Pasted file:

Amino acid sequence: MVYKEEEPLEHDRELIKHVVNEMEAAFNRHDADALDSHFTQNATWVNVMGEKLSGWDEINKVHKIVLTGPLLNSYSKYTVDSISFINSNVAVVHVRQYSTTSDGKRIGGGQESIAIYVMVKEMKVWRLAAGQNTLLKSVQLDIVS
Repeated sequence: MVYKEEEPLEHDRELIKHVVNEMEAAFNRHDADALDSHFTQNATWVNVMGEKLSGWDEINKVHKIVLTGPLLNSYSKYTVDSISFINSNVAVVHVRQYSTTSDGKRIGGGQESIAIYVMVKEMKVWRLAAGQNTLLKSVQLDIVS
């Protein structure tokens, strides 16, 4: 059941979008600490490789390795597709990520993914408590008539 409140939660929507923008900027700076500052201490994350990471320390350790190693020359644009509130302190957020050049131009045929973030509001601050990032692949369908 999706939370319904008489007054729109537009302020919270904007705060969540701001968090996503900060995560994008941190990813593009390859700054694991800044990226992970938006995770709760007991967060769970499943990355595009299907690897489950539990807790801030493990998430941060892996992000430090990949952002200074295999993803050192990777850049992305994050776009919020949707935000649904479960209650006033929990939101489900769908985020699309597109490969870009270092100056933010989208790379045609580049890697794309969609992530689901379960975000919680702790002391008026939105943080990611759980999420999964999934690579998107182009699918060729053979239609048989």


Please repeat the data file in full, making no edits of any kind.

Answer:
Amino acid sequence: MVYKEEEPLEHDRELIKHVVNEMEAAFNRHDADALDSHFTQNATWVNVMGEKLSGWDEINKVHKIVLTGPLLNSYSKYTVDSISFINSNVAVVHVRQYSTTSDGKRIGGGQESIAIYVMVKEMKVWRLAAGQNTLLKSVQLDIVS
Repeated sequence: MVYKEEEPLEHDRELIKHVVNEMEAAFNRHDADALDSHFTQNATWVNVMGEKLSGWDEINKVHKIVLTGPLLNSYSKYTVDSISFINSNVAVVHVRQYSTTSDGKRIGGGQESIAIYVMVKEMKVWRLAAGQNTLLKSVQLDIVS
């Protein structure tokens, strides 16, 4: 059941979008600490490789390795597709990520993914408590008539 409140939660929507923008900027700076500052201490994350990471320390350790190693020359644009509130302190957020050049131009045929973030509001601050990032692949369908 999706939370319904008489007054729109537009302020919270904007705060969540701001968090996503900060995560994008941190990813593009390859700054694991800044990226992970938006995770709760007991967060769970499943990355595009299907690897489950539990807790801030493990998430941060892996992000430090990949952002200074295999993803050192990777850049992305994050776009919020949707935000649904479960209650006033929990939101489900769908985020699309597109490969870009270092100056933010989208790379045609580049890697794309969609992530689901379960975000919680702790002391008026939105943080990611759980999420999964999934690579998107182009699918060729053979239609048989």